installation of these certificates in the Trusted Root Certification Authorities store.
<Setting name="AdditionalTrustedRootCertificationAuthorities" value="2FA6F008D7E863E1BD177B5472856D147C1F3213" />
The comma-separated list of client certificate thumbprints that are authorized to access
the Web and API endpoints.
<Setting name="AllowedClientCertificateThumbprints" value="635476ccc2bc6f33f9a405fe616ae8272e94f60a"/>

Only users with a certificate installed with the thumbprint specified on AllowedClientCertificateThumbprints can log in to the service. You should only use the AdditionalTrustedRootCertificationAuthorities if you are using a certificate which isn’t known by default in the Windows Azure virtual machines.

Don’t forget to set the following properties to true so certificate based login is enabled.

Whether or not to configure ASP.NET and MVS to require authentication based on
client certificates specified in 'AllowedClientCertificateThumbprints' below.
Recommended: true.
<Setting name="SetupWebAppForClientCertificates" value="true" />
Whether or not to configure IIS to negotiate client certificates.
Recommended: true.
<Setting name="SetupWebserverForClientCertificates" value="true" />

One other thing you should not forget is configuring a proper SSL certificate to your service. You wouldn’t want a secured web application and all communication to be transferred in plain text.

Update the 'thumbprint' attribute with the thumbprint of the certificates uploaded to the
cloud service that should be used for SSL communication.
<Certificate name="SSL" thumbprint="0D0D43BC1F2A582671071D083A691105216318E" thumbprintAlgorithm="sha1" />
<Certificate name="CA" thumbprint="2455328DBE86FE1BD37712382E56D747C013231" thumbprintAlgorithm="sha1" />

The team has also provided a method to secure/encrypt your credential data stored in the database by adding an encryption certificate to the configuration.

<Setting name="DataEncryptionPrimaryCertificateThumbprint" value="2FA6F008DBE87723627299010929277493FK927211" />
<Certificate name="DataEncryptionPrimary" thumbprint="2FA6F008DBE87723627299010929277493FK927211" thumbprintAlgorithm="sha1" />

I don’t know what the difference is between these two elements since they both got the same description above them. I’ve just added the same certificate thumbprint to both.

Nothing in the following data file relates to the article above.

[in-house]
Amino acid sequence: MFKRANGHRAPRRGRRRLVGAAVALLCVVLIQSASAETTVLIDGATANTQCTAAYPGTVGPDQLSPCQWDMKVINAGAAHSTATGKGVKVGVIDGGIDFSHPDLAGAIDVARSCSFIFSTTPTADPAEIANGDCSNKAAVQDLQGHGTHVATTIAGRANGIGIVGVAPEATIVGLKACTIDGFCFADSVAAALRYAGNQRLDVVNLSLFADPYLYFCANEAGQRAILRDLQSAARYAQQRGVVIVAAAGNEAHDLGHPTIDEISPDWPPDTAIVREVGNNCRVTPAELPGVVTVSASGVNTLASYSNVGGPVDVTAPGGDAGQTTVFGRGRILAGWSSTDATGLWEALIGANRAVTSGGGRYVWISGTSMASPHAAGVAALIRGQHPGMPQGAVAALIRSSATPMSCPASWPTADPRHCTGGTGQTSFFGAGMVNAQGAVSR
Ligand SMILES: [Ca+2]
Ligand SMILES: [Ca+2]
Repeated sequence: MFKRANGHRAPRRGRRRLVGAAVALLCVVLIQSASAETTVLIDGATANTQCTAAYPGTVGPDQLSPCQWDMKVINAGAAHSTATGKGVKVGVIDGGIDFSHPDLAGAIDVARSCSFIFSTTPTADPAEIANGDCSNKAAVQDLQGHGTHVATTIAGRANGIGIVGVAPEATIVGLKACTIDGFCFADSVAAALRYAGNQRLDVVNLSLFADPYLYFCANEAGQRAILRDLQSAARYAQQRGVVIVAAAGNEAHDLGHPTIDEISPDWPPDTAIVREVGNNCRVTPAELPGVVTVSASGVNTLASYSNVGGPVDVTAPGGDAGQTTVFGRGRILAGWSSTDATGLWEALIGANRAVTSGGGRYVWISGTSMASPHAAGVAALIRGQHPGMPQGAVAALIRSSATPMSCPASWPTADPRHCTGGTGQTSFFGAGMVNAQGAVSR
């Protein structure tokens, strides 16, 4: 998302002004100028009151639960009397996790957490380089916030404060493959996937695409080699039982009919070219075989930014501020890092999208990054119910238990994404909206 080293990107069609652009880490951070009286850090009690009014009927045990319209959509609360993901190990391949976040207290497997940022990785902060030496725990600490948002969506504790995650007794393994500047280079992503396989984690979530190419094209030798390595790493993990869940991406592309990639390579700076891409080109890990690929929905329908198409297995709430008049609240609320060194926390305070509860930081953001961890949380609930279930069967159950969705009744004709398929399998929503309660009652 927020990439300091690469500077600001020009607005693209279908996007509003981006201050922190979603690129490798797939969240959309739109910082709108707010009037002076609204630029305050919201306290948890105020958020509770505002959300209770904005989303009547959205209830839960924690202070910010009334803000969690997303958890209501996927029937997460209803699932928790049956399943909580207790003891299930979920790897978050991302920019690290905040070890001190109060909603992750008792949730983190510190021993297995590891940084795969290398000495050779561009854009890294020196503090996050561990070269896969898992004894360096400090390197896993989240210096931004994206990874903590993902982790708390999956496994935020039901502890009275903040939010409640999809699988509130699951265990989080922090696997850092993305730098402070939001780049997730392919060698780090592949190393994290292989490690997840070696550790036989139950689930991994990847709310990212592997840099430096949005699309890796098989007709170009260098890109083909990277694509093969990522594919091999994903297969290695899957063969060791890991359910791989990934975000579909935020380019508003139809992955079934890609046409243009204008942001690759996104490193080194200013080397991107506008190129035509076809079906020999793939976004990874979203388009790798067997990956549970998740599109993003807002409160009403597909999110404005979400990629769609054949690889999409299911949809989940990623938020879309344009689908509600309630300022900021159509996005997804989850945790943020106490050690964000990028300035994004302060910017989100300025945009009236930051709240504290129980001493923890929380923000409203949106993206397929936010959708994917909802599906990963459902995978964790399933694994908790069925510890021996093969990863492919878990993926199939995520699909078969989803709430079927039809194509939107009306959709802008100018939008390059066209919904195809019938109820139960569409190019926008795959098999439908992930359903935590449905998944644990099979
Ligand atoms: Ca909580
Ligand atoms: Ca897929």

After having configured all of these settings you’ll be able to create a relative secure Split Merge service with the provided package and your configuration.
Note: Upload your certificates to Azure first, otherwise the deployment will fail.

Once deployed and you have navigated successfully to the application, you’ll see the application up and running.


Over here you are able to do all your splitting, merging and moving with Elastic Scale. The big text area on the right is the output window which will notify you of the progress or errors.

When choosing to move a shardlet, the next step will ask for some information about the databases, shard map and shardlet.


Next step is to specify some information for the target server. Notice you only have to specify the login credentials once? That’s because all databases (shards) should have the same login credentials!


When hitting the Submit button, shardlet 76 will get moved from it’s original shard to the CustomerShard_Shard01.

If you have chosen to Merge or Split a shard map, the second step will look much the same. It’s the third step which will look a bit different.

When merging a shard map, you have to specify which ranges you want to merge with each other.


Splitting requires the service to know at which key to split and what the new shard will be. It will calculate the new entry in the shard map by itself.


Note: Don’t refresh the page as you’ll lose the status of your operation. If you do refresh your page, you’ll have to query the (splitmerge) database to check on your progress or run a PowerShell command to fetch the status. I’ve made this mistake more then once and running queries in PowerShell or SQL aren’t as pretty as on the screen.

I hope you have enjoyed the Elastic Scale series of me. This is the last (planned) post about Elastic Scale at the moment. There might be more in the future, but most of the important parts are covered for now.

Good luck and happy sharding!